Jacob Bryson watched as Minnesota State forward Jake Jaremko tapped a backdoor pass into the Providence net, spurring him to issue a promise to his teammates.
Bryson, a junior defenseman for Providence, had allowed Jaremko to escape just long enough to bury the feed across the middle, giving Minnesota State an early 2-0 lead in their opening-round matchup of NCAA Tournament on March 30.
He skated back to the bench and foreshadowed what would happen next.
"Apparently, I did not hear this, but he came over to the bench and said, 'I'll get that one back,'" Providence coach Nate Leaman said. "Jacob doesn't speak much. He's more of a quiet leader. He leads with his play and his poise. So, when he said that, I'm sure the guys felt a bolt of energy."
Spenser Young, Bryson's defense partner that afternoon, corroborated Leaman's account.
"That's exactly what he said, and I believed him," Young said. "That's probably the only time it's happened, and I don't think it will ever happen again."
The Friars allowed one more goal, trailing 3-0 at the 11:08 mark of the first period. They went on to score six unanswered, including four on the power play, and Bryson was on the ice for all of them.
"When I feel like I make a mistake, I feel like it's my job to get that goal back," Bryson said. "That's what it was like in that game. I told my teammates, 'That was my fault. Listen, I'll get one back.' I think that's why our power play was so successful.
"We were down three goals and I went out there with a passion to get a goal for our team. I didn't score personally, but we got four goals on the power play and I think I played a little part in that. So, that was kind of my comeback."
Providence won the following game against Cornell, 4-0, to advance to its first Frozen Four since beating Jack Eichel's Boston University team in the 2015 National Championship. The closest Bryson had come was last season, when the Friars were one win away but lost, 2-1, in the Regional Final against Notre Dame.
That memory was fresh on the defenseman's mind throughout his junior campaign, particularly in the postseason. Providence's NCAA Tournament run nearly ended before it began due to an opening-round loss to Boston College in the Hockey East Tournament. The Friars practiced for two weeks with their future in doubt before getting the help they needed to secure an at-large bid.
The regional game against Minnesota State - which was played in Providence - signaled the beginning of a second life.
"We lost to Boston College," Bryson said. "We didn't know if our season was going to be over or not. I think a lot of people felt, 'We cannot be done.' Last year, we felt that against Notre Dame. We told the team, 'Listen, we don't want this feeling. We know what it was like last year.'"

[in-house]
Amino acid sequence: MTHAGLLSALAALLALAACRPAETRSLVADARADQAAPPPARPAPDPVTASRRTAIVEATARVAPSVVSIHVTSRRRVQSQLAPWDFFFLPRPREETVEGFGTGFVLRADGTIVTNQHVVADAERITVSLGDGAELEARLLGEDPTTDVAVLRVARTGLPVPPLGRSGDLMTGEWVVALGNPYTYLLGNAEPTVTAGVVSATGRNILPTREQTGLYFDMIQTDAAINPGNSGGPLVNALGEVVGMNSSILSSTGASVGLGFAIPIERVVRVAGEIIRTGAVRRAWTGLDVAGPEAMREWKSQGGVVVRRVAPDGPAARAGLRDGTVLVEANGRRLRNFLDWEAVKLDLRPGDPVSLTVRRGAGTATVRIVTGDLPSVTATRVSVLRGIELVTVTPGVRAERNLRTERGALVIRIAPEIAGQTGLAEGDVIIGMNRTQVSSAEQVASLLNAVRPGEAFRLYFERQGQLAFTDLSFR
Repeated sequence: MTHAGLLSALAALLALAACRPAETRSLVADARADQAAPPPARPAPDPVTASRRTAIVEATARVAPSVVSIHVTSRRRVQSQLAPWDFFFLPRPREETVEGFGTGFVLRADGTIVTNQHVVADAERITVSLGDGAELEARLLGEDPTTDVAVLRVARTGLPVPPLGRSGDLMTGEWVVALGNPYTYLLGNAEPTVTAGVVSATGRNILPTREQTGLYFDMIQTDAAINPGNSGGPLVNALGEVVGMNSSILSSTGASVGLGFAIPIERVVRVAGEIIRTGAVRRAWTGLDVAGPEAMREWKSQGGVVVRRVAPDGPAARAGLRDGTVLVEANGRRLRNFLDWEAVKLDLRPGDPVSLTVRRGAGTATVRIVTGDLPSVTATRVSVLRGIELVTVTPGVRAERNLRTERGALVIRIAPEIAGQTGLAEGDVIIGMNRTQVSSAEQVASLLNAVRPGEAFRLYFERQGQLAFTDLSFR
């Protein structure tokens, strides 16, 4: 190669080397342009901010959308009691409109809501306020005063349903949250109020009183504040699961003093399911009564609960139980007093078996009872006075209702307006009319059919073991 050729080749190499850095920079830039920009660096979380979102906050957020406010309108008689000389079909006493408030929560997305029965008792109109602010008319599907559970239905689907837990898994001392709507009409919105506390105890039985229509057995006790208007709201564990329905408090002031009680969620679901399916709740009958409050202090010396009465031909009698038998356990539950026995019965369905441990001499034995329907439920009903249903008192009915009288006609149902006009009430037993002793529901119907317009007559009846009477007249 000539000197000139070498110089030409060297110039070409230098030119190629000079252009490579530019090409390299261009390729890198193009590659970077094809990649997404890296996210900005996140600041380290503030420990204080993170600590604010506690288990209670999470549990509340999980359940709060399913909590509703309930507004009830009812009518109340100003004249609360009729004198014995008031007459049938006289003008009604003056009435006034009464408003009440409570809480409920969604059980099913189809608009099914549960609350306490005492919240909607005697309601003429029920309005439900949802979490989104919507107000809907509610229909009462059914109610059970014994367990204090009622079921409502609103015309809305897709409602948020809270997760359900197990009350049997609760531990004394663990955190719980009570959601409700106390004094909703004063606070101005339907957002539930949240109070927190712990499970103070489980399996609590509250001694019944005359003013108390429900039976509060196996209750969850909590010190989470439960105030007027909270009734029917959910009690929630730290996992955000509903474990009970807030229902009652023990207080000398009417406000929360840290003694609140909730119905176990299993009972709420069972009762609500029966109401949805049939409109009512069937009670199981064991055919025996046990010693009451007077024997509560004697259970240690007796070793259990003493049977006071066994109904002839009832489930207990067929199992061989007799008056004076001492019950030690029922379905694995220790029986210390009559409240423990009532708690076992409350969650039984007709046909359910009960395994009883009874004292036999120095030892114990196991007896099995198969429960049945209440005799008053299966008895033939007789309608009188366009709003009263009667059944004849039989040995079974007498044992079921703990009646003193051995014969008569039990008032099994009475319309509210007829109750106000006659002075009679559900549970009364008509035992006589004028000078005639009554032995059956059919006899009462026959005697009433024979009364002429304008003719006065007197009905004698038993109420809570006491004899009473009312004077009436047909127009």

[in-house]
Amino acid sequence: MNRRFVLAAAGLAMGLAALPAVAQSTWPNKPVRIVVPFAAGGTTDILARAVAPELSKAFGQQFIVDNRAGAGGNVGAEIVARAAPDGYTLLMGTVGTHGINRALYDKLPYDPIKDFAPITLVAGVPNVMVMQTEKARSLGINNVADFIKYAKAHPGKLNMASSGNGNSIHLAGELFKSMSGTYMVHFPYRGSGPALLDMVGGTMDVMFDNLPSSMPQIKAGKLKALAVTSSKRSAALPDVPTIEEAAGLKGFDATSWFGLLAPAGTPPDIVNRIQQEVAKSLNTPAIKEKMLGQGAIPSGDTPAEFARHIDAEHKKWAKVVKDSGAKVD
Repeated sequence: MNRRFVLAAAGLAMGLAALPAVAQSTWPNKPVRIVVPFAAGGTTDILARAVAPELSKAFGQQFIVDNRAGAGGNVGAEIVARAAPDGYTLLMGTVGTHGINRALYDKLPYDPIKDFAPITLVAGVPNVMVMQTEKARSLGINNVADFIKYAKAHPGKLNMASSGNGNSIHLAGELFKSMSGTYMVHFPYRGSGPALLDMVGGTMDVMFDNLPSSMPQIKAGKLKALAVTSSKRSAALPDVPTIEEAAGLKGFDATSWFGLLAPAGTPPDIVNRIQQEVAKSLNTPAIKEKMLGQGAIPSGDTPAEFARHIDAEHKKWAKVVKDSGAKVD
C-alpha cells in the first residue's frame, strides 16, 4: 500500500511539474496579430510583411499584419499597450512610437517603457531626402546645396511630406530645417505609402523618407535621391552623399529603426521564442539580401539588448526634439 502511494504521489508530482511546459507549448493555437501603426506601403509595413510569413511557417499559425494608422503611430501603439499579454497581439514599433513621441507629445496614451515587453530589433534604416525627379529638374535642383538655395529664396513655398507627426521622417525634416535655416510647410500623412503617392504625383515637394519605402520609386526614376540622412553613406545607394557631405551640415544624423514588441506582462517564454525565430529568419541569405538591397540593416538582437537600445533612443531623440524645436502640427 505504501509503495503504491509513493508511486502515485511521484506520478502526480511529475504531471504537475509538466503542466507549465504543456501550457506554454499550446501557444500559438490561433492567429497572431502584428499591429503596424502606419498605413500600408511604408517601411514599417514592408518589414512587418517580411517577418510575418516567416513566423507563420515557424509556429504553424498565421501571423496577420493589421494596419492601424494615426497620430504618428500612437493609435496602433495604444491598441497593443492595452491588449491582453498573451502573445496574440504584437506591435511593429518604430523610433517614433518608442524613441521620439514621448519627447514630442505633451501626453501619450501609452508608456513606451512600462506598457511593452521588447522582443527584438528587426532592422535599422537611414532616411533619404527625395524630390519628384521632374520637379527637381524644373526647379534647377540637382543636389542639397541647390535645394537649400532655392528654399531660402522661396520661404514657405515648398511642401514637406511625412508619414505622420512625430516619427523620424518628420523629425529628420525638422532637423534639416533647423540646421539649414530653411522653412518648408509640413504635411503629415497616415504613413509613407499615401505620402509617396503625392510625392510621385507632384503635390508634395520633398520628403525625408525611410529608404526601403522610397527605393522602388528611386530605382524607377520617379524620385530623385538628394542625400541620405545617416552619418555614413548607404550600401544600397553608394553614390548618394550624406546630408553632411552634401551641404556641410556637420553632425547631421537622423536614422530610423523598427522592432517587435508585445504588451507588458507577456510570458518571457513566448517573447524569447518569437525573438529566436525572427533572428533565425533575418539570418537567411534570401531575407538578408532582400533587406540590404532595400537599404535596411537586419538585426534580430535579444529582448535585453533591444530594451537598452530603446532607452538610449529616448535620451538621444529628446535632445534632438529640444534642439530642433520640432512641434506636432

Providence's bid for a national championship continues with its Frozen Four matchup with Minnesota-Duluth at KeyBank Center on Thursday. If the Friars are successful, expect Bryson to play a major role.
Since being selected by the Sabres in the fourth round in 2017, Leaman says that Bryson has learned to use his feet to defend and compensate for his lack of size. (He's listed at 5-feet-9-inches tall.) He's become a player that the Friars rely on in all situations.
Now, on the biggest stage in college hockey, Leaman wants to see Bryson take it up a notch.
"Any game he goes into, he has the potential to be the best player on the ice," Leaman said. "I think Jacob is a wonderful player. He's got it both offensively and defensively. He doesn't force the game. He doesn't try to do something that's not there. But, when we get to this stage, I want him to assert himself on the game."
Bryson is a mobile, puck-moving defenseman who's credited with having a high hockey IQ. He's tallied 27 points (4+23) in 41 games and was named to Hockey East's Second All-Star Team. His partner describes him as being a sort of five-tool player for the Friars.
"He's quick, he's smart, he's got a great shot," Young said. "I mean, he runs everything. He's probably one of the best players I've ever played with. He very rarely makes mistakes, which I think is the best thing about him. You can rely on him in every situation. And he plays like he's over six foot, even though he's a little guy."
He also serves an important role in the dressing room, co-captaining the Friars along with fellow junior Kasper Bjorkqvist, his roommate for three seasons. Bjorkqvist is the more vocal of the two; he was the one who spoke to the team during the first intermission against Minnesota state. Bryson tends to lead by example.
"You know when he's locked in, everyone else is locked in around him," Young said. "I think that speaks for him."
Now, he has a chance to lead the Friars to the top of the mountain, on the ice where he could one day begin his NHL career with the Sabres. The adversity to this point - the loss to Notre Dame, the early deficit against Minnesota State - should only serve as motivation.
"A lot of the freshmen don't know that experience," Bryson said, reflecting on that first-round comeback. "But as juniors and seniors, we were like, 'We are not losing again. We want to get to that Frozen Four.' Now that we're here, we want to win a national championship."